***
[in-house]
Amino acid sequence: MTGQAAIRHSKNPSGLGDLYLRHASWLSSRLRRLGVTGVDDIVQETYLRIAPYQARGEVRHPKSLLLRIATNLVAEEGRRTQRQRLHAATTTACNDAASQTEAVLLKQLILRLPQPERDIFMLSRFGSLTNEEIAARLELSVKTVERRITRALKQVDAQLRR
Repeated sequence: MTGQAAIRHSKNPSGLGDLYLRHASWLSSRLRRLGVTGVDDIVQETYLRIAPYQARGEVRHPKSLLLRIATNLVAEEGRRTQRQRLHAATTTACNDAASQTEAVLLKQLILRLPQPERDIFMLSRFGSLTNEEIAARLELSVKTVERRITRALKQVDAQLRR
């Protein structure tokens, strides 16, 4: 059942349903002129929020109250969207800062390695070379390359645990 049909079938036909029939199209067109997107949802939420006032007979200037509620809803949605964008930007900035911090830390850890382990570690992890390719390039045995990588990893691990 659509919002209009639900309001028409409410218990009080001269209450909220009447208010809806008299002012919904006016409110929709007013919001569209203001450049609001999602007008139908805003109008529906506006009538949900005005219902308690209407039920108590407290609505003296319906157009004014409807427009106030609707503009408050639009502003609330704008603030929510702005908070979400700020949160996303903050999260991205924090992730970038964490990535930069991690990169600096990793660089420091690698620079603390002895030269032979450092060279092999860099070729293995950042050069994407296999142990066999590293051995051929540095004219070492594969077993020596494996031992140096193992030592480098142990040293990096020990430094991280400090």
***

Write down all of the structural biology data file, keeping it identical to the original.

[in-house]
Amino acid sequence: MTGQAAIRHSKNPSGLGDLYLRHASWLSSRLRRLGVTGVDDIVQETYLRIAPYQARGEVRHPKSLLLRIATNLVAEEGRRTQRQRLHAATTTACNDAASQTEAVLLKQLILRLPQPERDIFMLSRFGSLTNEEIAARLELSVKTVERRITRALKQVDAQLRR
Repeated sequence: MTGQAAIRHSKNPSGLGDLYLRHASWLSSRLRRLGVTGVDDIVQETYLRIAPYQARGEVRHPKSLLLRIATNLVAEEGRRTQRQRLHAATTTACNDAASQTEAVLLKQLILRLPQPERDIFMLSRFGSLTNEEIAARLELSVKTVERRITRALKQVDAQLRR
């Protein structure tokens, strides 16, 4: 059942349903002129929020109250969207800062390695070379390359645990 049909079938036909029939199209067109997107949802939420006032007979200037509620809803949605964008930007900035911090830390850890382990570690992890390719390039045995990588990893691990 659509919002209009639900309001028409409410218990009080001269209450909220009447208010809806008299002012919904006016409110929709007013919001569209203001450049609001999602007008139908805003109008529906506006009538949900005005219902308690209407039920108590407290609505003296319906157009004014409807427009106030609707503009408050639009502003609330704008603030929510702005908070979400700020949160996303903050999260991205924090992730970038964490990535930069991690990169600096990793660089420091690698620079603390002895030269032979450092060279092999860099070729293995950042050069994407296999142990066999590293051995051929540095004219070492594969077993020596494996031992140096193992030592480098142990040293990096020990430094991280400090």